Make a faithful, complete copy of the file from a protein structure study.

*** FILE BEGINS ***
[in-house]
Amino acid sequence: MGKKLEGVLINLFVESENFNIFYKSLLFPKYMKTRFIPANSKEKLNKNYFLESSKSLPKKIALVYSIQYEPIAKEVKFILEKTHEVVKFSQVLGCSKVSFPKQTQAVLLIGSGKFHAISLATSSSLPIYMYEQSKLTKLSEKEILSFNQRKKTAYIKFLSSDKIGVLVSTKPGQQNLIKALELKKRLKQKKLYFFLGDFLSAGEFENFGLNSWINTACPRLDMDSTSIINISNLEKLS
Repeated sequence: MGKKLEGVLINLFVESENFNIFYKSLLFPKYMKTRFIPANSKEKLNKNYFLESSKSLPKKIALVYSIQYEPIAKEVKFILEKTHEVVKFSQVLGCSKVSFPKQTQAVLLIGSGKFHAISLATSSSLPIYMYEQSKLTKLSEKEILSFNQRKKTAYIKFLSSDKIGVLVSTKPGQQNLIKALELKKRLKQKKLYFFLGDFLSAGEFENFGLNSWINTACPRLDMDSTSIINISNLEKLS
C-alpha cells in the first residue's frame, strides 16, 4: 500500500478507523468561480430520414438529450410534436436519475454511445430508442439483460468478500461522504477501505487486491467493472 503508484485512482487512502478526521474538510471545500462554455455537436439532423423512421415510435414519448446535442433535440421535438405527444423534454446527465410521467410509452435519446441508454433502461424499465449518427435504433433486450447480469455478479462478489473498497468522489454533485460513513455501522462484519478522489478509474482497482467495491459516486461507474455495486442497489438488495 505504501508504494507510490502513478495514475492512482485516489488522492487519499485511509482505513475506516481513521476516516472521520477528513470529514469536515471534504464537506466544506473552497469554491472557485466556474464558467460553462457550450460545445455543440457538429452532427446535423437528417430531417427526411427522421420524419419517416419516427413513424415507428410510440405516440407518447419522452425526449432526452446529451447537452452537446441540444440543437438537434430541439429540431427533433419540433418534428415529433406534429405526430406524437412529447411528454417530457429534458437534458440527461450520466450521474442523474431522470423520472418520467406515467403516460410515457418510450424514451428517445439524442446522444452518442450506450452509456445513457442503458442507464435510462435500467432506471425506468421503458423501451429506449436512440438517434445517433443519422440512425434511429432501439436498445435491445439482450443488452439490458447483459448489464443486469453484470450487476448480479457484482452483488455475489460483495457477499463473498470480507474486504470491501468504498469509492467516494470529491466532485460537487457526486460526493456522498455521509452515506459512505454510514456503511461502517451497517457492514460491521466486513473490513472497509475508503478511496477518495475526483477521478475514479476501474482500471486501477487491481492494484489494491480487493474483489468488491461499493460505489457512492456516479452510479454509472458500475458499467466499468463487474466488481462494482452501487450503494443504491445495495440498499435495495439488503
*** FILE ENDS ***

[in-house]
Amino acid sequence: MGKKLEGVLINLFVESENFNIFYKSLLFPKYMKTRFIPANSKEKLNKNYFLESSKSLPKKIALVYSIQYEPIAKEVKFILEKTHEVVKFSQVLGCSKVSFPKQTQAVLLIGSGKFHAISLATSSSLPIYMYEQSKLTKLSEKEILSFNQRKKTAYIKFLSSDKIGVLVSTKPGQQNLIKALELKKRLKQKKLYFFLGDFLSAGEFENFGLNSWINTACPRLDMDSTSIINISNLEKLS
Repeated sequence: MGKKLEGVLINLFVESENFNIFYKSLLFPKYMKTRFIPANSKEKLNKNYFLESSKSLPKKIALVYSIQYEPIAKEVKFILEKTHEVVKFSQVLGCSKVSFPKQTQAVLLIGSGKFHAISLATSSSLPIYMYEQSKLTKLSEKEILSFNQRKKTAYIKFLSSDKIGVLVSTKPGQQNLIKALELKKRLKQKKLYFFLGDFLSAGEFENFGLNSWINTACPRLDMDSTSIINISNLEKLS
C-alpha cells in the first residue's frame, strides 16, 4: 500500500478507523468561480430520414438529450410534436436519475454511445430508442439483460468478500461522504477501505487486491467493472 503508484485512482487512502478526521474538510471545500462554455455537436439532423423512421415510435414519448446535442433535440421535438405527444423534454446527465410521467410509452435519446441508454433502461424499465449518427435504433433486450447480469455478479462478489473498497468522489454533485460513513455501522462484519478522489478509474482497482467495491459516486461507474455495486442497489438488495 505504501508504494507510490502513478495514475492512482485516489488522492487519499485511509482505513475506516481513521476516516472521520477528513470529514469536515471534504464537506466544506473552497469554491472557485466556474464558467460553462457550450460545445455543440457538429452532427446535423437528417430531417427526411427522421420524419419517416419516427413513424415507428410510440405516440407518447419522452425526449432526452446529451447537452452537446441540444440543437438537434430541439429540431427533433419540433418534428415529433406534429405526430406524437412529447411528454417530457429534458437534458440527461450520466450521474442523474431522470423520472418520467406515467403516460410515457418510450424514451428517445439524442446522444452518442450506450452509456445513457442503458442507464435510462435500467432506471425506468421503458423501451429506449436512440438517434445517433443519422440512425434511429432501439436498445435491445439482450443488452439490458447483459448489464443486469453484470450487476448480479457484482452483488455475489460483495457477499463473498470480507474486504470491501468504498469509492467516494470529491466532485460537487457526486460526493456522498455521509452515506459512505454510514456503511461502517451497517457492514460491521466486513473490513472497509475508503478511496477518495475526483477521478475514479476501474482500471486501477487491481492494484489494491480487493474483489468488491461499493460505489457512492456516479452510479454509472458500475458499467466499468463487474466488481462494482452501487450503494443504491445495495440498499435495495439488503